To PDF or Not to PDFYou have some content to publish on a website. Should you present that content within a PDF file or on a web page?

All things equal, go with the web page. Here’s why…

PDF files are bad for Search Engine Optimization

You cannot optimize a PDF file in the same way that you can optimize a web page. With a web page, you can designate a title, description, and set of keywords related to that page. Additionally, you can construct the page in such a way as to highlight the most important content. Google and the other search engines can read PDF documents, but you have less control over how the page is read.

PDF files take the visitor off of your website

When you have a link to a PDF file on your website, the user must leave your website to view the PDF file. Even if you set the target at blank so that a new tab is opened to view the file, the user is still momentarily removed from your website. PDF files do not contain navigation bars to let your users know how to continue navigating your website.

Oftentimes, PDF files must be downloaded

Unless your user is accessing your website from an updated version of a browser, the PDF file will likely download to the users computer. If the PDF file is large or the user’s internet connection is slow, this could take a while. Also, you’re having your user download something when they might not even have been aware that the link led to a PDF file.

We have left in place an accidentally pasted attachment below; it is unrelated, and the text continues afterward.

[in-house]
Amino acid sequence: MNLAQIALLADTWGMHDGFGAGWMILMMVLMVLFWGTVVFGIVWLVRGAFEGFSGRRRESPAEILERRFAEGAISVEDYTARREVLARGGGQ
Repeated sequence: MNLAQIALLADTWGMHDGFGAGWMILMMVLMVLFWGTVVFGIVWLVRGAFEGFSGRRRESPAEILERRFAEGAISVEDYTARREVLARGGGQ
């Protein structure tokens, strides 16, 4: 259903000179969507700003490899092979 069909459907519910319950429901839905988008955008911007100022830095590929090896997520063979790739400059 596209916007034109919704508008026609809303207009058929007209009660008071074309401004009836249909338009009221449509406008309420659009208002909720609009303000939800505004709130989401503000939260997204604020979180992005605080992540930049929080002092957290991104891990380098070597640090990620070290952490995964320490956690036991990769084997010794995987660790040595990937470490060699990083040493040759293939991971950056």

No tracking

You cannot track a PDF file in the same way that you can track traffic to your web pages. On a web page, you can determine the links clicked on that page, how users got to that page, and where they went after visiting that page. This is not as clear cut when using a PDF file.


There is a time and place for PDF Files. They are great to use if you are putting together a large report or if the information has complex charts and graphs. Also, you should never send someone a Word Document or link to one from your website if the recipient is to print the document. In that case, you should always turn the Word Document into a PDF file before sending. That way, the file will print correctly and the recipient will not be able to make edits to the file before printing.


The content above is from a presentation given at the Metro Atlanta Chamber on Monday, June 24, 2013 by @ErikRostad

Erik Rostad

Author Erik Rostad

Erik Rostad started EPR Creations in May 2008. He works with universities, international organizations, and executives on their online presence.

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